The passing of the King Of Blackmoor

>> Thursday, April 09, 2009

So, I get offline from a Neverwinter Nights session with a college buddy, and when I check my RSS feeds I see on Monte Cook's blog that Dave Arneson has passed away.

There's a good chance you don't know who Mr. Arneson was: he was the less-known half of the collaboration that produced Dungeons And Dragons in the early 1970s, along with the late Gary Gygax, who died last March. Arneson was the less-visible collaborator, and it's hard for a gamer who didn't know Mr. Arneson not to instantly associate Mr. Arneson with the controversy that surrounded his contributions to the original roleplaying game: in the murky early days of the game, Arneson contributed extensively to the emerging rules set (there have even been controversial claims that Arneson is the one who originally introduced the twenty-sided die that has become the defining element of Dungeons And Dragons).

Here's kinda-sorta what happened: there was a group of gamers in Minnesota that included Gygax and Arneson, who were interested in various kinds of simulation games. In friendlier days, Gygax and Arneson co-created a naval wargame called Don't Give Up The Ship, and Gygax and a gent named Jeff Perren wrote a game about medieval combat called Chainmail. Now, the significance of these two games--which most people have probably never heard of--is actually pretty enormous, because Gygax and Arneson got kind of sick of playing them. So one or both of them started messing with the rules: for instance, instead of the miniature knights used in Chainmail representing groups of cavalry or footsoldiers, Arneson and Gygax started refereeing games where those minis would represent individual heroes; and maybe for one session, just to liven things up, this one mini might be a "wizard" or a "dragon" with special ranged attacks, or maybe in another session the ref would pull out some cheesy made-in-Japan rubber toy monster he got out of a gumball machine and that would be, oh, say a monster that could eat heroes' armor or whatever.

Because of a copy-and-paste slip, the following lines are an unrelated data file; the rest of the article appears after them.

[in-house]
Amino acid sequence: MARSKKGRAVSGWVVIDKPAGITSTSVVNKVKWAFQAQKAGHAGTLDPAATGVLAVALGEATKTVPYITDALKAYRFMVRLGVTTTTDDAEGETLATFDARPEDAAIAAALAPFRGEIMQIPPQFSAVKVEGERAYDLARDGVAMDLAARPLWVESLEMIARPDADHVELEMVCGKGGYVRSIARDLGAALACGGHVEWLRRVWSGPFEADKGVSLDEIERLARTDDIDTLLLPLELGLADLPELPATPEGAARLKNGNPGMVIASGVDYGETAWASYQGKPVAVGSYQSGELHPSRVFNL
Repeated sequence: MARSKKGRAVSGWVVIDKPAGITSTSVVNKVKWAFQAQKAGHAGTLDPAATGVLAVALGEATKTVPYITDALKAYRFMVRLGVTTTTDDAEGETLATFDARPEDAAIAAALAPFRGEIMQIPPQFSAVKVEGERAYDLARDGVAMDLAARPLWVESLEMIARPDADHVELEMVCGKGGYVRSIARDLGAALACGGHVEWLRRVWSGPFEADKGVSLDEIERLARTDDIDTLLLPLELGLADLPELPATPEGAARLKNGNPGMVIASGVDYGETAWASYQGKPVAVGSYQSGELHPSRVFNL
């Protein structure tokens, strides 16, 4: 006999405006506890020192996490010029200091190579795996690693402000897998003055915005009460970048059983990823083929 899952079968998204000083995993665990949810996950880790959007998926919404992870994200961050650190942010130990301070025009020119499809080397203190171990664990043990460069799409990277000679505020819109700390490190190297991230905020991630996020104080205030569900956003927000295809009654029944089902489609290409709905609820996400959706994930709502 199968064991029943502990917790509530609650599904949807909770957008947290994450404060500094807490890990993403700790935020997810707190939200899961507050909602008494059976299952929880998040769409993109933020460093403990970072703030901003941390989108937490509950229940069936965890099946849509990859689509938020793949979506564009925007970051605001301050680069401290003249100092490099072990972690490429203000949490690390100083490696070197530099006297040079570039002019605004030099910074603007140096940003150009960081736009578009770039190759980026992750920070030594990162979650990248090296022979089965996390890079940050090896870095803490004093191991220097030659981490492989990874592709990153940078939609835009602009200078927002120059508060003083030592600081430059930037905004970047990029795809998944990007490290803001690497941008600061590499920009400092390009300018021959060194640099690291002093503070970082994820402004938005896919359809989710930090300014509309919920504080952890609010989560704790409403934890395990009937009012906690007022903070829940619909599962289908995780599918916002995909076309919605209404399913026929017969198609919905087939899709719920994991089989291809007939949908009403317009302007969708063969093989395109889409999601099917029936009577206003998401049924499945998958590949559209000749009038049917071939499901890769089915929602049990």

At some point Dave Arneson (probably--this is the stuff of lawsuits, after all) began running games where, instead of being on a battlefield, the heroes might be exploring a mysterious ruin. This was a way to spice up the usual terrain, but Arneson kept adding wackier and wackier SF and fantasy elements to it, eventually coming up with an entire world called "Blackmoor" in which ruinous places like the evil "Temple Of The Frog" could entice and kill the characters being played by his friends (their "player characters," if you will). As he went along, Arneson took the Chainmail rules as a starting point, but he also mixed in elements from the rules he'd cowritten for Don't Give Up The Ship, like a mechanic where all the various ships in that game had an "armor class" that determined how hard they were to hit.

What was played at Arneson's gaming table had an immense appeal--it really wasn't anything like any other game that had ever been played. It was sort of like a wargame, true, but it was also sort of like cowboys-and-Indians, only there were also all these other strange things, these monsters and mutants and magic, and maybe your in-game persona would interact in ways other than just hitting something with a sword, or even shooting lightning at it. You could try to negotiate with the head priest, or maybe your character would get sick, or maybe... well, anything could happen, couldn't it? It wasn't long before Gary Gygax was running his own "Greyhawk" setting, and not much longer after that, Gygax and Arneson coauthored another game together, one that incorporated Ship and Chainmail and the miscellany of rules Gygax and Arneson had come up with at their tables for Blackmoor and Greyhawk.

Do you even need to know what they called the new game? They called it Dungeons And Dragons. Duh.